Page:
BRICS summit ends with six new members and calls for inclusive multilateralism and UN reform

BRICS has decided to invite six countries to join the bloc — Argentina, Egypt, Ethiopia, Iran, Saudi Arabia, and the UAE. The leaders also agreed on a future plan of expansion and called for increased use of local currencies in trade as opposed to the dollar

August 25, 2023 by Peoples Dispatch
BRICS summit South Africa
(Photo: Sputnik)

The three-day BRICS summit in South Africa concluded on Thursday, August 24 with the adoption of the Johannesburg II declaration, calling for “inclusive multilateralism” in global politics. The group also announced its expansion.  

The host of the 15th BRICS summit, South African President Cyril Ramaphosa announced the outcome of the summit, saying that the bloc’s leaders had decided to invite six new members — Argentina, Egypt, Ethiopia, Iran, Saudi Arabia, and the United Arab Emirates (UAE) — effective January 1, 2024.

After the inclusion of new members, BRICS will represent 36% of the global economy and 47% of the global population. Ramaphosa also confirmed that the group has decided on a process of further expansion in the future on the basis of consensus. 


The summit was organized around the theme of ‘BRICS and Africa: Partnership for mutually accelerated growth, sustainable development and inclusive multilateralism’. Brazilian President Luiz Inácio Lula da Silva, Chinese President Xi Jinping, Indian Prime Minister Narendra Modi, and Russian Foreign Minister Sergey Lavrov attended the summit, in addition to Ramaphosa. Russian President Vladimir Putin attended it virtually. Apart from the BRICS countries, more than 60 other countries also participated in the summit, with close to two dozen officially applying for its membership. 

The joint declaration at the end of the summit stressed on the need to increase the use of local currencies in international trade and other financial transactions. It noted that BRICS members have instructed their central banks to find ways to increase the use of local currencies in international trade and report on their success at the next summit scheduled to be held in Russia. 

The declaration expressed concern about conflicts across the globe and called for their peaceful resolution. It also demanded the “full and effective implementation of the Joint Comprehensive Plan of Action (JCPOA) [Iran nuclear deal] at an early date.”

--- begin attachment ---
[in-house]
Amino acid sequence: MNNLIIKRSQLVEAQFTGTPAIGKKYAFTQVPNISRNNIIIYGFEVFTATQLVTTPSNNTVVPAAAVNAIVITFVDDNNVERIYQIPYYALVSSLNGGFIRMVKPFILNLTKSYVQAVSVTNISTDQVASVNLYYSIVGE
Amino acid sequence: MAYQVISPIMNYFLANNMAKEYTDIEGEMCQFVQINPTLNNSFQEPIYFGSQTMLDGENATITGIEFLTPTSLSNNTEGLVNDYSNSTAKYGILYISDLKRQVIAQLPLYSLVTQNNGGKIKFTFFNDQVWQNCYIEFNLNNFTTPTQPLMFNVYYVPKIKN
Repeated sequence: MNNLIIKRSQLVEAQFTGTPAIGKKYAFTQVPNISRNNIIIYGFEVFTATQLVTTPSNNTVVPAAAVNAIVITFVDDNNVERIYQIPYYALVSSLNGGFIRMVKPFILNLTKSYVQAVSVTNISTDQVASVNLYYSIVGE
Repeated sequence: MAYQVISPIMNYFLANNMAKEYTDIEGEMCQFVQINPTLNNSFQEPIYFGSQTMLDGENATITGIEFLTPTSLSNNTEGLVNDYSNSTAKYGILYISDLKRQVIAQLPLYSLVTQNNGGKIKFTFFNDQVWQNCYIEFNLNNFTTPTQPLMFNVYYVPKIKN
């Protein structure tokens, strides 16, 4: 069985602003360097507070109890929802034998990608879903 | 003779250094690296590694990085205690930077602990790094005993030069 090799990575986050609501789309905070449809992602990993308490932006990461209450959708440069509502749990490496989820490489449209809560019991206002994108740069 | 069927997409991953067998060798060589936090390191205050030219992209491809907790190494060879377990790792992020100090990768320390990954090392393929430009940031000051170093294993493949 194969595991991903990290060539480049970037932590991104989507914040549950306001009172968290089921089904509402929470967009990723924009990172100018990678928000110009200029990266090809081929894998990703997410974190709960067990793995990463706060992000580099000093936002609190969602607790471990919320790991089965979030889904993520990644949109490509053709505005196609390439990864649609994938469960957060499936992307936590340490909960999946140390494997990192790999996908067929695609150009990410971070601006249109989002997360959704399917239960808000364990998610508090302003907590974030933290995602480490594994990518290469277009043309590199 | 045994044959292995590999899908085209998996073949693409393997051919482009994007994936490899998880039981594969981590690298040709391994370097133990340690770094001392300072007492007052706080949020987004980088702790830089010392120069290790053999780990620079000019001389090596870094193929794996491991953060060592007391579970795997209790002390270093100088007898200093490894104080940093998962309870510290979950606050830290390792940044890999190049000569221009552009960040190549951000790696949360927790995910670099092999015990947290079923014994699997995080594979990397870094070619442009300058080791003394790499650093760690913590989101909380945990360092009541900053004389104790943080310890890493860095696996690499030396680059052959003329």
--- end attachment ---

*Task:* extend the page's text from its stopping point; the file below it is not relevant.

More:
Inclusive multilateralism 

The declaration called for fundamental reforms in global governance, particularly in the United Nations and its Security Council to make them “more democratic, representative, effective and efficient and to increase the representation of developing countries in the Council’s memberships.” 

The summit expressed concern over the use of “unilateral punitive measures” by some countries in complete contradiction to the principles of the UN charter and called for greater respect and adherence to international law and the UN charter.  

The declaration also called for the promotion of human rights, including the right to development, and addressing issues in a non-selective and non-politicized manner. It demanded that all attempts to link terrorism with any religion, nationality, or ethnicity be rejected. 

The countries also called for building a global economic consensus and addressing systematic risks while promoting international cooperation to deal with debt vulnerabilities and support economic recovery in crisis-affected countries. 

They called for faster completion of the ongoing review of the International Monetary Fund’s (IMF) quota system with the objective of restoring their “primary role” and demanded that “any adjustments in quota shares should result in increases in the quota shares of emerging markets and developing economies (EMDCs) while protecting the voice and representation of the poorest members.”      

Restoration of rules-based multilateral trading system 

The BRICS countries demanded an “open, transparent, fair, predictable, inclusive, equitable, non-discriminatory and rule-based multilateral trading system” with the World Trade Organization at its core and special and differential treatment for developing countries. In recent times, developing countries, especially the US, have been undermining the World Trade Organization (WTO),

They also called for a “a fair and market-oriented agricultural system, ending hunger, achieving food security and improved nutrition,” claiming that “trade restrictive measures which are inconsistent with WTO rules, including unilateral illegal measures such as sanctions” affect agricultural trade and must be avoided.   

The declaration emphasized the “importance of G20 to continue playing the role of the premier multilateral forum in the field of economic and financial cooperation that comprises both developed and emerging markets.” 

It noted that BRICS countries are working to develop a “fast, inexpensive, transparent, safe and inclusive payment system” for international trade. This is seen as a response to the political use of the existing international payment systems by some developed countries. 

The BRICS countries stated that they look forward to a greater role played by their New Development Bank (NDB) “in promoting infrastructure and sustainable development of its member countries.” They confirmed that three countries, Bangladesh, Egypt and the UAE, have joined the NBD as new members. They also expressed desire for the faster operationalization of the BRICS Think Tank Network for Finance that was established last year.